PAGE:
- Sneak up on the correct depth.
Step 4: Test Fit and Refine
- Fit endcap into notch and check alignment.
- File or sand edges to custom fit as needed.
- Polish, clean, and seal when complete.
Cutting L-Shaped Wrap Countertops
Fabricating L-shaped wrap cabinets with seamless front corners requires careful routing techniques.
Step 1: Adhere Countertop Pieces Together
- Apply adhesive and clamp quartz tops together.
- Use temporary supports to keep pieces aligned as adhesive dries.
Step 2: Mark Reference Lines for Edges
- With tops joined, lay out reference lines for edging profiles.
- Lines should extend around the entire L-shape.
Step 3: Rout Profiles on Long Edge
- Cut bullnose or other edge profiles along the long countertop section first.
- Stop routing precisely at the inside corner.
Step 4: Rout Cutouts and Holes
- Measure and cut sink and fixture holes in each section.
- Drill inside corners prior to routing.
Step 5: Complete Front Corner Profile
- Carefully complete the edge profile cut at the front corner.
- Remove just 1/16″ per pass.
Step 6: Sand, Polish, and Finish
- Smooth any chipping with diamond sanding pad.
- Polish by hand with stone polish and buffing pad.
- Clean thoroughly and finish interior edges as needed.
Cutting Thick Double Edge Profiles
Creating double edge buildups adds substantial thickness for a striking visual statement.
Step 1: Adhere Edge Buildup Strip
- Cut quartz strip to width of desired edge thickness.
- Secure buildup strip to countertop front using adhesive.
Step 2: Allow Adhesive to Cure Overnight
- Use clamps and props to keep buildup strip aligned as adhesive hardens.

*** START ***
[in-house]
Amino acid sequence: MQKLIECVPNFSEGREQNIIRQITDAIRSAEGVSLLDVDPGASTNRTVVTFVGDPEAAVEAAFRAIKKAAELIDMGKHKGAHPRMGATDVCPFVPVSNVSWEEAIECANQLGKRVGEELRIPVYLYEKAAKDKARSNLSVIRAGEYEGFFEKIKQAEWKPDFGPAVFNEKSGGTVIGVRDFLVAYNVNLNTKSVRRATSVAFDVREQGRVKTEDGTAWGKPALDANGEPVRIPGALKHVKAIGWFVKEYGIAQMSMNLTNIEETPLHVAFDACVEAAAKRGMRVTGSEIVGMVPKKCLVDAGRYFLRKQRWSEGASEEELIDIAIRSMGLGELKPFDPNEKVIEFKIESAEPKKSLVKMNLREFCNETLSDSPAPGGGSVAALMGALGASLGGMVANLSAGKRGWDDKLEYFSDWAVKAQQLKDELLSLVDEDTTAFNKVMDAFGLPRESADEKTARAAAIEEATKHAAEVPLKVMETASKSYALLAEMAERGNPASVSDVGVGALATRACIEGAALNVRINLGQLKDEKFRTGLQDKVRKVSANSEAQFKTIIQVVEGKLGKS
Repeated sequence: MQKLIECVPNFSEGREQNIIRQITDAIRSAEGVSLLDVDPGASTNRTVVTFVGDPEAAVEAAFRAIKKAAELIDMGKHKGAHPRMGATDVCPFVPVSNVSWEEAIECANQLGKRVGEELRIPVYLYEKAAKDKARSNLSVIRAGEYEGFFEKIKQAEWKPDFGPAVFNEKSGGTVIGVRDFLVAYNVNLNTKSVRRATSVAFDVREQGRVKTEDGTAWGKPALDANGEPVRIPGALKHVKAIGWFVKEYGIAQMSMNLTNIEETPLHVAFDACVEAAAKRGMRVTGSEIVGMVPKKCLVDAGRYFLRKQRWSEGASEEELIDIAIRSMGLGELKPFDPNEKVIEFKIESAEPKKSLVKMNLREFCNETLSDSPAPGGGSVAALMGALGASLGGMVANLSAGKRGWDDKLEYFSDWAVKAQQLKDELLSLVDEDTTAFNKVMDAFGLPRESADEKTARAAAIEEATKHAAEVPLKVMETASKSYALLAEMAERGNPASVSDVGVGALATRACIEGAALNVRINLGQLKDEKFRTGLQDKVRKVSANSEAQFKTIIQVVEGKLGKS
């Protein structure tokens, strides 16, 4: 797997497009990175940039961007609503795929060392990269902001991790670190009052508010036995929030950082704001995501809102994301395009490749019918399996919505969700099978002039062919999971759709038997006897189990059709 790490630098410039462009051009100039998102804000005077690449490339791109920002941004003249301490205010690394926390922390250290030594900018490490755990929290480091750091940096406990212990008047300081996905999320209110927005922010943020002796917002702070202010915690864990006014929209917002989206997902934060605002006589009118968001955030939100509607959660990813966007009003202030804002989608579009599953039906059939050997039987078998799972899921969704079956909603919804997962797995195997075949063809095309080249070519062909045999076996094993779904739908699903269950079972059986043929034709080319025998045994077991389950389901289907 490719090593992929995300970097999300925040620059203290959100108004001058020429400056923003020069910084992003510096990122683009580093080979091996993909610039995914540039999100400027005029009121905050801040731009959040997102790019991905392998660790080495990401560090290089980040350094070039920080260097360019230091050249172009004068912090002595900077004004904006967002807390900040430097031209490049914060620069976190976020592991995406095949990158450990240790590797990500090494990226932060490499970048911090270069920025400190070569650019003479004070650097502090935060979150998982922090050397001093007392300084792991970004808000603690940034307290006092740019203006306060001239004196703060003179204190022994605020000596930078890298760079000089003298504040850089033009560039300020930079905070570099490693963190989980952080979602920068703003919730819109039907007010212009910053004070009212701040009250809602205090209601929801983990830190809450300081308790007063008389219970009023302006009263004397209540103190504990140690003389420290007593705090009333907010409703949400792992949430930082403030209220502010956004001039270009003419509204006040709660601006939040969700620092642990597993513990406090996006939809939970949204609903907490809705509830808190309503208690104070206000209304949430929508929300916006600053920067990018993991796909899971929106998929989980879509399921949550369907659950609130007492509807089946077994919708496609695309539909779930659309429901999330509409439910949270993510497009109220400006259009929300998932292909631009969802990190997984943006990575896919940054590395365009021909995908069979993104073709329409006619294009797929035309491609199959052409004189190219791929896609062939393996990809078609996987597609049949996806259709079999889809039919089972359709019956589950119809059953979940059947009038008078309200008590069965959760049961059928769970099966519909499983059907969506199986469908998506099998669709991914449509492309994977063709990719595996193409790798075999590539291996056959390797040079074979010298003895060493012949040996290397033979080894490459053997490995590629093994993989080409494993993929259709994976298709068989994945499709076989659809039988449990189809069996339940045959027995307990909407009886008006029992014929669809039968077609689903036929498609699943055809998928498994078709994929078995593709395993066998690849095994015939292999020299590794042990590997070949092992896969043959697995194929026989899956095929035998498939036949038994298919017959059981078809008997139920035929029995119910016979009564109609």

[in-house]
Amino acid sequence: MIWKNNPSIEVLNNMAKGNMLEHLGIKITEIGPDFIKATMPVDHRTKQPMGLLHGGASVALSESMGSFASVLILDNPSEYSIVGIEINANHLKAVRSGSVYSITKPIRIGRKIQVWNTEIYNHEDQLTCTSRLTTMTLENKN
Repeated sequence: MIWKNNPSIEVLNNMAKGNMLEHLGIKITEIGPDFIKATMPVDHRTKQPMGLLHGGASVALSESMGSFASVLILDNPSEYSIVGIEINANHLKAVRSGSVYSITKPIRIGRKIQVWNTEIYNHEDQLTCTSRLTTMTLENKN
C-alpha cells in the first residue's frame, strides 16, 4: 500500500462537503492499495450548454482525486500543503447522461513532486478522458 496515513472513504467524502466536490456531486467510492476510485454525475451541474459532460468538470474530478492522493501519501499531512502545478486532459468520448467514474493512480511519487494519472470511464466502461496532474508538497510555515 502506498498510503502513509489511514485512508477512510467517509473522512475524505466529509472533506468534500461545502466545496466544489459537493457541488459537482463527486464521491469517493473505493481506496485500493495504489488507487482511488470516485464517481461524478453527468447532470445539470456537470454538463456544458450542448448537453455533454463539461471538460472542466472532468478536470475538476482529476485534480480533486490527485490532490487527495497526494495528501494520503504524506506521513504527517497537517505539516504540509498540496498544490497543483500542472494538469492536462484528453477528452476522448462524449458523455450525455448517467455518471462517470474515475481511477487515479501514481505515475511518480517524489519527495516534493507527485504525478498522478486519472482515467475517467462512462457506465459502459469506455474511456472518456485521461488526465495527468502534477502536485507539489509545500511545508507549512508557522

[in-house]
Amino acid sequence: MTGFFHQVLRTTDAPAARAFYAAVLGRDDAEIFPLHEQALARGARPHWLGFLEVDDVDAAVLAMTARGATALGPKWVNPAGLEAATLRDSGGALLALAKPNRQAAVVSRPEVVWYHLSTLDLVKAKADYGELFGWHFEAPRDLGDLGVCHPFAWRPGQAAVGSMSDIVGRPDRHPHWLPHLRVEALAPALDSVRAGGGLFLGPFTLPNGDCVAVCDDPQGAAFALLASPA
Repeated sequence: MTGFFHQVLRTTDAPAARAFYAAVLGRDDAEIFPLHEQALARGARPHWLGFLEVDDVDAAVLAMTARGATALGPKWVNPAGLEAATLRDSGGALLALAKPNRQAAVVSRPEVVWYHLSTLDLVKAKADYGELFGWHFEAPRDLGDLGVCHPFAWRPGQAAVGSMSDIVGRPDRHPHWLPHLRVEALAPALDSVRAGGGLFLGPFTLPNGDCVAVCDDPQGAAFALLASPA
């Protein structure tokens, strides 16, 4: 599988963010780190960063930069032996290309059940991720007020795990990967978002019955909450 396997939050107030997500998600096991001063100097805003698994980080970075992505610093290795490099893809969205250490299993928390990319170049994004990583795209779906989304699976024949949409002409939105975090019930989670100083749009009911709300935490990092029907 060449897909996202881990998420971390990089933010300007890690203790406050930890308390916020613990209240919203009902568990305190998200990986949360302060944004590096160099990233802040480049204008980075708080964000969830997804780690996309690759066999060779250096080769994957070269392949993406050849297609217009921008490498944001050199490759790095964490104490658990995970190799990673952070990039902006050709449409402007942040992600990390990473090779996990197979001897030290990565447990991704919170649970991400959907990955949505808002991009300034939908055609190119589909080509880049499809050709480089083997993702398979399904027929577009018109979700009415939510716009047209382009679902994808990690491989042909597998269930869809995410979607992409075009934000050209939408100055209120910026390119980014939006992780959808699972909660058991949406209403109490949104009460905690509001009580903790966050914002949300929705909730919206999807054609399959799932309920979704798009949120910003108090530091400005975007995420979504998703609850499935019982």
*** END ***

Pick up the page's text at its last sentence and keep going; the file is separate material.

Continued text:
- Allow curing for 24 hours to gain maximum strength.
Step 3: Mark Edge Reference Line
- With buildup strip attached, mark reference line for edge profile.
- Extend line across both countertop and buildup surfaces.
Step 4: Rout Full Edge Profile
- Lock countertop in place and rout complete edge profile along line.
- Make several light passes until reaching final shape.
Step 5: Refine Details and Finish
- Carefully file or sand small chips and seams by hand.
- Rounded front edge corners and polish edges.
- Clean thoroughly when complete.
Cutting Built-In Drainboards
Drainboards neatly channel water into the sink basin. Integrated drainboards require precise router work.
Step 1: Mark Drainboard Layout
- Position sink and trace drainboard width and shape.
- Mark any edges that require trimming.
Step 2: Score Outline with Circular Saw
- Lightly score sink cutout and drainboard outlines.
- This helps guide router and prevents top layer chipping.
Step 3: Cut Sink Opening
- Follow process in earlier section to cut sink hole.
- Cut drainboard area slightly undersized.
Step 4: Rout Drainboard Area
- Make several shallow passes with a 1/4″ router bit.
- Create a gradual sloped drain trench to sink basin.
Step 5: Smooth and Polish
- File or sand drainboard to remove any small chips.
- Soften edges and corners by hand.
- Polish and clean when routing is complete.
Cutting Radius Corners and Curves
For a soft custom look, radius inside and outside corners using a router and trammel setup.
Step 1: Mark Layout Lines
- Determine desired radius for inside and outside corners.
- Use a trammel compass to draw rounded corners.
Step 2: Drill Inside Corners
- Drill intersecting 1/4″ holes at tight inside corners to allow router clearance.
Step 3: Set Up Router and Trammel
- Install a sharp 1/4″ or 1/2″ diamond bit in the router.
- Adjust cutting depth for a 1/8″ increment.
- Attach trammel with pin at corner mark.
Step 4: Rout Radius Cuts
- Position router base in line with trammel radius curve.
- Make several light, smooth passes following the arc cut.
- Repeat for all inside and outside corners.
Step 5: Refine Edges
- Use a small file and sandpaper to refine curve shape by hand.